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California Baby Creates New Plant-Based Preservative
"We applaud California Baby's innovative approach to developing a bio-based formula that will still adequately preserve children's skincare products," said the Environmental Working Group (EWG) President Ken Cook.
The company is in the process of reformulating its products with the new preservative made from plants grown on a 100-acre organic farm in Santa Barbara, California. The formula relies on extracts of basil and anise.
The new preservative formula has earned the U.S. Department of Agriculture's Certified Biobased Product label, certifying that it is made of 100 percent renewable source content from plants.
California Baby will roll out the new formula with its Everyday Lotion line in November. These products are sold in Target, Walmart and other retailers across the country.
To find healthier products, consumers can search EWG's Skin Deep® database, with ratings for more than 70,000 products. EWG's Healthy Living app also puts ratings for more than 120,000 food and personal care products at the fingertips of consumers on the go.
EcoWatch Daily Newsletter
In a new report about how the world's coral reefs face "the combined threats of climate change, pollution, and overfishing" — endangering the future of marine biodiversity — a London-based nonprofit calls for greater global efforts to end the climate crisis and ensure the survival of these vital underwater ecosystems.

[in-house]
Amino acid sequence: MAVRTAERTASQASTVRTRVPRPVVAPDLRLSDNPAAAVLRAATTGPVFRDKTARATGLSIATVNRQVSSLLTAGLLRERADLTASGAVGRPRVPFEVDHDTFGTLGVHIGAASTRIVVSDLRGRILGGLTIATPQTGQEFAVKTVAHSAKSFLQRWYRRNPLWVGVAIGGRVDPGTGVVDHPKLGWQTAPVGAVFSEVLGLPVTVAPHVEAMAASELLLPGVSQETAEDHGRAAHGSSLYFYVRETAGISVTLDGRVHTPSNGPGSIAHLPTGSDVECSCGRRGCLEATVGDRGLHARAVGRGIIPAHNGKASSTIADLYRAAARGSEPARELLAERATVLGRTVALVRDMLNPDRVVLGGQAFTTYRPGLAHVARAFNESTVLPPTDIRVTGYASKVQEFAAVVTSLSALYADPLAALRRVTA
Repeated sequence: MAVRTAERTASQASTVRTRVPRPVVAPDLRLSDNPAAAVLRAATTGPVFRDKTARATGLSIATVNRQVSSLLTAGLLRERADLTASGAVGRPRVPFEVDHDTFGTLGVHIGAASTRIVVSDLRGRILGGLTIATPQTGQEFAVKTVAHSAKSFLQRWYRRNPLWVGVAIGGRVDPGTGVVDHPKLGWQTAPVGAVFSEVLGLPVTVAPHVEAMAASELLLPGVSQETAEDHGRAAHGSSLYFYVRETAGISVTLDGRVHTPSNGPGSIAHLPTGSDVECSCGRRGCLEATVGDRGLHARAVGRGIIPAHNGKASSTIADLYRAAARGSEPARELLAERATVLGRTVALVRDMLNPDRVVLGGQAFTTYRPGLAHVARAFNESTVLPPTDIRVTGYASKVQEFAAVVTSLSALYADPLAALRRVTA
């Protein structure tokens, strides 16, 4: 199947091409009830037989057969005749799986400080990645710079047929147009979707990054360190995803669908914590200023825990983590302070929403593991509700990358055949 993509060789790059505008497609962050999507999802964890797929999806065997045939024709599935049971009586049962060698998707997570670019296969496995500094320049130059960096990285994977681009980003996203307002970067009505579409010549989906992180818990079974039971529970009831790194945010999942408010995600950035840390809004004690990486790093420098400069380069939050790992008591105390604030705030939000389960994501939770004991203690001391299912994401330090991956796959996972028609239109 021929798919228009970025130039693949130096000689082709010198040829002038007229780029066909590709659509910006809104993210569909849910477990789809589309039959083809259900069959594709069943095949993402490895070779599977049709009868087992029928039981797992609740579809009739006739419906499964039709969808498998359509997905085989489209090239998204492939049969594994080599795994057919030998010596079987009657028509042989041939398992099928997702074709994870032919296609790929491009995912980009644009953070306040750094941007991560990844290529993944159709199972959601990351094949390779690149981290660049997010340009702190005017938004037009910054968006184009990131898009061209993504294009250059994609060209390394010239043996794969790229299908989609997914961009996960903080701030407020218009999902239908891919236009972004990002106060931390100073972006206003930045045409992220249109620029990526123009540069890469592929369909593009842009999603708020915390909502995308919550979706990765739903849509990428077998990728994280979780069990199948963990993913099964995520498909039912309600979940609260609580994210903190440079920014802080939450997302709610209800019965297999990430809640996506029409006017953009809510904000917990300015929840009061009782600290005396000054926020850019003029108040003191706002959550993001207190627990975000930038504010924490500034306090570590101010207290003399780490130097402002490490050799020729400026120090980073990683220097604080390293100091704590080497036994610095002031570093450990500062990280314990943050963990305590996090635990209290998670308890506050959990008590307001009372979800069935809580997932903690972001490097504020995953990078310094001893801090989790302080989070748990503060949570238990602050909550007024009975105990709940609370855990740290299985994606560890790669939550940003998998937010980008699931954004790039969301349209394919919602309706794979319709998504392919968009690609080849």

The world is using up more and more resources and global recycling is falling. That's the grim takeaway from a new report by the Circle Economy think tank, which found that the world used up more than 110 billion tons, or 100.6 billion metric tons, of natural resources, as Agence France-Presse (AFP) reported.
By George Citroner
- Recent research finds that official government figures may be underestimating drug deaths by half.
- Researchers estimate that 142,000 people died due to drug use in 2016.
- Drug use decreases life expectancy after age 15 by 1.4 years for men and by just under 1 year for women, on average.
Government records may be severely underreporting how many Americans die from drug use, according to a new study by researchers from the University of Pennsylvania and Georgetown University.